Women are much more highly scrutinized for how they look and dress than their male peers but are 32 percent less likely, according to CTI research, to get any feedback from male superiors. Men, we’ve learned, will readily toss off correctives to guys they barely know — as in, “Your breath’s a bit off; you might want to have a mint” — but will avoid confronting a female with much-needed guidance even if she’s an important member of their team.
Staying on the edge is difficult
There are reasons for this reluctance, of course. Male executives don’t wish to make comments about a woman’s appearance for fear those comments will be misconstrued as sexual harassment. It’s wiser to ignore a hiked-up skirt than be sued for commenting on it.
Yet senior females, our research shows, are no better than senior men at being forthcoming: only 39 percent of female survey respondents told us they’d ever gotten EP advice from a same-sex supervisor.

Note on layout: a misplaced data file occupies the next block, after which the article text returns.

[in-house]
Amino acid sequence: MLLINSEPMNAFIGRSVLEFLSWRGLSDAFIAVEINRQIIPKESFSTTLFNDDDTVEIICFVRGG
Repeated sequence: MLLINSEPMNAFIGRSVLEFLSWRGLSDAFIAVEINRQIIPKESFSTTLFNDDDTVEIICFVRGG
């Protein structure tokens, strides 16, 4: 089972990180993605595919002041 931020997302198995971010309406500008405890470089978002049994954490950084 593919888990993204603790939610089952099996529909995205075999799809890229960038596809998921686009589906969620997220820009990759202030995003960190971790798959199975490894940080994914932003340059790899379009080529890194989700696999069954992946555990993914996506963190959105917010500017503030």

When women do get feedback, it’s often distressingly contradictory, with criticism leveled from all sides. Unkempt nails detract from female EP, survey respondents told us. But they also found “overly done” nails to be unleader-like. Too much makeup undermines a woman’s credibility, but respondents also faulted women for wearing too little or no makeup and looking like they’re not trying.
Being too assertive (and seen as a bitch) was problematic for women, but so was not being assertive enough (and being seen as a shrinking violet). The contradictions went on and on: being “too bossy” undermines a woman’s EP, but so does being “too passive”; “tooting her own horn” detracts, but so does “self-deprecating” behavior. It’s little wonder that 81 percent of women who do receive feedback tell us they have trouble finding the sweet spot.
Staying on that knife-edge between too little and too much seems to be extremely difficult.
Reprinted by permission of Harvard Business Review Press. Excerpted from Forget a Mentor, Find a Sponsor: The New Way to Fast-Track Your Career, by Sylvia Ann Hewlett. Copyright 2013. All rights reserved.